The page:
At Swarthmore, we are about to begin a new semester. For the first time, the College is not beginning the term with classes and ordinary work schedules on Martin Luther King Day. Instead, we have been encouraged to use this first day back to commemorate Dr. King with service, memorials, reflection. How fitting, at long last, that we at this College take time out from ordinary life to reflect and act upon his legacy. How fitting, in this new year, with its upcoming election. How fitting, in this time of grief and unrest and growing inequality in our nation and in the world. Now, more than ever, we need to celebrate the legacy of Dr. King.
And so on Monday, and all week long, we at Swarthmore will gather to remember his dream. We will pledge ourselves to the hard work of making that dream a reality. We will remind one another of the painful truth that, for so many, it is a dream long deferred. We will promise to continue this difficult work, speaking truth to power, recognizing when we ourselves are complicit in that power. We will hold one another accountable for these promises.
But let us not forget the source from which King drew his strength. That was from prayer. We remember that he was a Reverend, and not just a Doctor. As a man of faith he knew that he was human, and limited, and could not walk this difficult path without help from something outside himself. For that help he leaned heavily upon his God, and upon his beloved community. He looked to the Scriptures for his vision and his hope. He was a man of great stature who was yet not too proud to fall on his knees.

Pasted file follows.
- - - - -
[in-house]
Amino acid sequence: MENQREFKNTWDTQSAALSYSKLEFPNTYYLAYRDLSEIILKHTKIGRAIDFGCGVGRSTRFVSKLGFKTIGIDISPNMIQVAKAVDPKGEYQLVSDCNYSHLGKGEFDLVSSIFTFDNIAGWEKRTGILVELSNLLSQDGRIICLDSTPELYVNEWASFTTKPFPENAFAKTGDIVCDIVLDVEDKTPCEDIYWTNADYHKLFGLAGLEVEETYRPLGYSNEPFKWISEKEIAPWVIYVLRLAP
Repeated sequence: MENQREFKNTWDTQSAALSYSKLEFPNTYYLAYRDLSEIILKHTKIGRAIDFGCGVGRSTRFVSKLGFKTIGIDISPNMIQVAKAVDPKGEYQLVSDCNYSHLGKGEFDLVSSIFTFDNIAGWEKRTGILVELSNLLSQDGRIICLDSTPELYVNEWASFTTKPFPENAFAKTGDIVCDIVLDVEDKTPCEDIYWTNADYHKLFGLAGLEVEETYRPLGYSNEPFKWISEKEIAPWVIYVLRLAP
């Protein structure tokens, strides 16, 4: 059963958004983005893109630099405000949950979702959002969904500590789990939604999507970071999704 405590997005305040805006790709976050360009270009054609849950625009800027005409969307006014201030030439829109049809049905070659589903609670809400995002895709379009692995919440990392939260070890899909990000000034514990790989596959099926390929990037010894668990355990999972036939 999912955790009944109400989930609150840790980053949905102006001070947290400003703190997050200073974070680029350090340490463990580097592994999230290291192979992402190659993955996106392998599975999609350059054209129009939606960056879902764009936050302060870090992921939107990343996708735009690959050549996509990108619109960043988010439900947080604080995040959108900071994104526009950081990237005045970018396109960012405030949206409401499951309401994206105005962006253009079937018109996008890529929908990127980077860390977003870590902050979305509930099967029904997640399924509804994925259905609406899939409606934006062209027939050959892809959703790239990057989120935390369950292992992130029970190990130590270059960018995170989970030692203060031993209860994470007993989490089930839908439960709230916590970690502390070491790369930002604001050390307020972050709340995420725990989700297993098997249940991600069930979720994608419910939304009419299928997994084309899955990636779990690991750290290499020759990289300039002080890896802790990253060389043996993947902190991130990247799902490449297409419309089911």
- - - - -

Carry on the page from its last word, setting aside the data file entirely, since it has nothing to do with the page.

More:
And so as we re-commit ourselves to the dream, let us remind ourselves how these postures are linked. It is the willingness to be humbled that opens our hearts to receive strength when it is most needed. This is the vocation of all who are called to continue King's legacy in the world. The work of justice is not easy. The proclamation of hope can be wearying. The sharing of others' suffering is a heavy burden. The recognition of our own complicity can be most challenging of all. No one can bear these tasks alone.
There is refreshment available, no matter how long or hard the struggle. May this reflection strengthen us for the work ahead. May this time of learning and fellowship remind us that we need one another. And may we work together to make King's dream of peace and justice become true in our time. For before it was his dream, it was God's dream. May it be our dream today, and every day.